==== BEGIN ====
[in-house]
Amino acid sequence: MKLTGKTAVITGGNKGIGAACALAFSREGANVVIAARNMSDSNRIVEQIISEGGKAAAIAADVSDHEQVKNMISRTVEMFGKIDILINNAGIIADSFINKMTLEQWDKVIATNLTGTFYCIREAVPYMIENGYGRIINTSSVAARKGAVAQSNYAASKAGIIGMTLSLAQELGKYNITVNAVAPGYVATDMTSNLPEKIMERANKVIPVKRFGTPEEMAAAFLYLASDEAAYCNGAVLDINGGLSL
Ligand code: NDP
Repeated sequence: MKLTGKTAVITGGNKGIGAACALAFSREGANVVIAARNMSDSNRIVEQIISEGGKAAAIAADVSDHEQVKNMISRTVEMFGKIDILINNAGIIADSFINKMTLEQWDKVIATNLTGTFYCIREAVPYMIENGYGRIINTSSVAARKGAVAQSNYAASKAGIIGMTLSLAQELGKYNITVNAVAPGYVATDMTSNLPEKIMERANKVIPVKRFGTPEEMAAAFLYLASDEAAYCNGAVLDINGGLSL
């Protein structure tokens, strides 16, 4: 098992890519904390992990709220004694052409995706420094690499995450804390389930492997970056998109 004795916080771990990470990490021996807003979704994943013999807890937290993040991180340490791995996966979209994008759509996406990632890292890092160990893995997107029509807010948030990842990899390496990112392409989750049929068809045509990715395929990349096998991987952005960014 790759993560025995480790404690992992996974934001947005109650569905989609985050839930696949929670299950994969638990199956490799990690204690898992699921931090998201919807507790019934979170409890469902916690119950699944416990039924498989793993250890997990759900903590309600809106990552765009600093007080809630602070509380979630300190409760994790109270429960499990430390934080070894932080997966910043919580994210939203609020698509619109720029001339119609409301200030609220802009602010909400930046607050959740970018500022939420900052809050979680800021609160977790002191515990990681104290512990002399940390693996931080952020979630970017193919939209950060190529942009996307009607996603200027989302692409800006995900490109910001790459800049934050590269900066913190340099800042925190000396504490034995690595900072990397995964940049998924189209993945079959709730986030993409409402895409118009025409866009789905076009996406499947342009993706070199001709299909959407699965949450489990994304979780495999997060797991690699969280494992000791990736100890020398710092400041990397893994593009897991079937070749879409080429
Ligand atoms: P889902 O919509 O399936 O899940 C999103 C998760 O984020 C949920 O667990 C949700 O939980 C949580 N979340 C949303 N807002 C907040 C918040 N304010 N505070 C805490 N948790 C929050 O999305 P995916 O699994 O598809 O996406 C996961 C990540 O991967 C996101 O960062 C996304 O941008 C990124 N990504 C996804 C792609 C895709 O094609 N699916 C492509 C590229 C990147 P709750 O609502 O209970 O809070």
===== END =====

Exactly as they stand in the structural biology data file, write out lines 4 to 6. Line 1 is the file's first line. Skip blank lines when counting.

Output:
Repeated sequence: MKLTGKTAVITGGNKGIGAACALAFSREGANVVIAARNMSDSNRIVEQIISEGGKAAAIAADVSDHEQVKNMISRTVEMFGKIDILINNAGIIADSFINKMTLEQWDKVIATNLTGTFYCIREAVPYMIENGYGRIINTSSVAARKGAVAQSNYAASKAGIIGMTLSLAQELGKYNITVNAVAPGYVATDMTSNLPEKIMERANKVIPVKRFGTPEEMAAAFLYLASDEAAYCNGAVLDINGGLSL
């Protein structure tokens, strides 16, 4: 098992890519904390992990709220004694052409995706420094690499995450804390389930492997970056998109 004795916080771990990470990490021996807003979704994943013999807890937290993040991180340490791995996966979209994008759509996406990632890292890092160990893995997107029509807010948030990842990899390496990112392409989750049929068809045509990715395929990349096998991987952005960014 790759993560025995480790404690992992996974934001947005109650569905989609985050839930696949929670299950994969638990199956490799990690204690898992699921931090998201919807507790019934979170409890469902916690119950699944416990039924498989793993250890997990759900903590309600809106990552765009600093007080809630602070509380979630300190409760994790109270429960499990430390934080070894932080997966910043919580994210939203609020698509619109720029001339119609409301200030609220802009602010909400930046607050959740970018500022939420900052809050979680800021609160977790002191515990990681104290512990002399940390693996931080952020979630970017193919939209950060190529942009996307009607996603200027989302692409800006995900490109910001790459800049934050590269900066913190340099800042925190000396504490034995690595900072990397995964940049998924189209993945079959709730986030993409409402895409118009025409866009789905076009996406499947342009993706070199001709299909959407699965949450489990994304979780495999997060797991690699969280494992000791990736100890020398710092400041990397893994593009897991079937070749879409080429
Ligand atoms: P889902 O919509 O399936 O899940 C999103 C998760 O984020 C949920 O667990 C949700 O939980 C949580 N979340 C949303 N807002 C907040 C918040 N304010 N505070 C805490 N948790 C929050 O999305 P995916 O699994 O598809 O996406 C996961 C990540 O991967 C996101 O960062 C996304 O941008 C990124 N990504 C996804 C792609 C895709 O094609 N699916 C492509 C590229 C990147 P709750 O609502 O209970 O809070």